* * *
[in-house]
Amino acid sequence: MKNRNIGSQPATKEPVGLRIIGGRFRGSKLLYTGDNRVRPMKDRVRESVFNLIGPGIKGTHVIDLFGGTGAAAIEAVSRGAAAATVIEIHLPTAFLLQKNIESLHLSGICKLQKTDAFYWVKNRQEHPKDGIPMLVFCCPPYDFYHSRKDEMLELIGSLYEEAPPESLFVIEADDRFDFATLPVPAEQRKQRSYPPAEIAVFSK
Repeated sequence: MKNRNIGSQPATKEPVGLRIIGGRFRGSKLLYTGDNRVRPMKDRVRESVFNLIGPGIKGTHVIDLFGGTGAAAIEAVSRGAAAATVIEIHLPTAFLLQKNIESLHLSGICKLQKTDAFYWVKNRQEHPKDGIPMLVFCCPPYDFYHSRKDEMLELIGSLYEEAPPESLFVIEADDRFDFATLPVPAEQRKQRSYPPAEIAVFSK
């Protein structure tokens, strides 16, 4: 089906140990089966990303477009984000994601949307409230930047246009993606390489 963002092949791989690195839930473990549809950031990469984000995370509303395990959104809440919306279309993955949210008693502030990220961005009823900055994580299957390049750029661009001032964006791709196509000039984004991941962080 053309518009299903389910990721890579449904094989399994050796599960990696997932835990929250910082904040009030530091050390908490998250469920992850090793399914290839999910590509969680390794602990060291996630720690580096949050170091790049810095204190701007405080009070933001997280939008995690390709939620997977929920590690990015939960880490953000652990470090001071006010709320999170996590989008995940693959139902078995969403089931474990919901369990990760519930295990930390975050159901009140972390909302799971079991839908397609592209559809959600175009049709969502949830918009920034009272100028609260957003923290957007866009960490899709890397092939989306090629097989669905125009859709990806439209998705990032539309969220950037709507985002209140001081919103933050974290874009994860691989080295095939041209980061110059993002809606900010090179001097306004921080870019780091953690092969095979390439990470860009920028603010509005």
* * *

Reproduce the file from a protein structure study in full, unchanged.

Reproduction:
[in-house]
Amino acid sequence: MKNRNIGSQPATKEPVGLRIIGGRFRGSKLLYTGDNRVRPMKDRVRESVFNLIGPGIKGTHVIDLFGGTGAAAIEAVSRGAAAATVIEIHLPTAFLLQKNIESLHLSGICKLQKTDAFYWVKNRQEHPKDGIPMLVFCCPPYDFYHSRKDEMLELIGSLYEEAPPESLFVIEADDRFDFATLPVPAEQRKQRSYPPAEIAVFSK
Repeated sequence: MKNRNIGSQPATKEPVGLRIIGGRFRGSKLLYTGDNRVRPMKDRVRESVFNLIGPGIKGTHVIDLFGGTGAAAIEAVSRGAAAATVIEIHLPTAFLLQKNIESLHLSGICKLQKTDAFYWVKNRQEHPKDGIPMLVFCCPPYDFYHSRKDEMLELIGSLYEEAPPESLFVIEADDRFDFATLPVPAEQRKQRSYPPAEIAVFSK
């Protein structure tokens, strides 16, 4: 089906140990089966990303477009984000994601949307409230930047246009993606390489 963002092949791989690195839930473990549809950031990469984000995370509303395990959104809440919306279309993955949210008693502030990220961005009823900055994580299957390049750029661009001032964006791709196509000039984004991941962080 053309518009299903389910990721890579449904094989399994050796599960990696997932835990929250910082904040009030530091050390908490998250469920992850090793399914290839999910590509969680390794602990060291996630720690580096949050170091790049810095204190701007405080009070933001997280939008995690390709939620997977929920590690990015939960880490953000652990470090001071006010709320999170996590989008995940693959139902078995969403089931474990919901369990990760519930295990930390975050159901009140972390909302799971079991839908397609592209559809959600175009049709969502949830918009920034009272100028609260957003923290957007866009960490899709890397092939989306090629097989669905125009859709990806439209998705990032539309969220950037709507985002209140001081919103933050974290874009994860691989080295095939041209980061110059993002809606900010090179001097306004921080870019780091953690092969095979390439990470860009920028603010509005």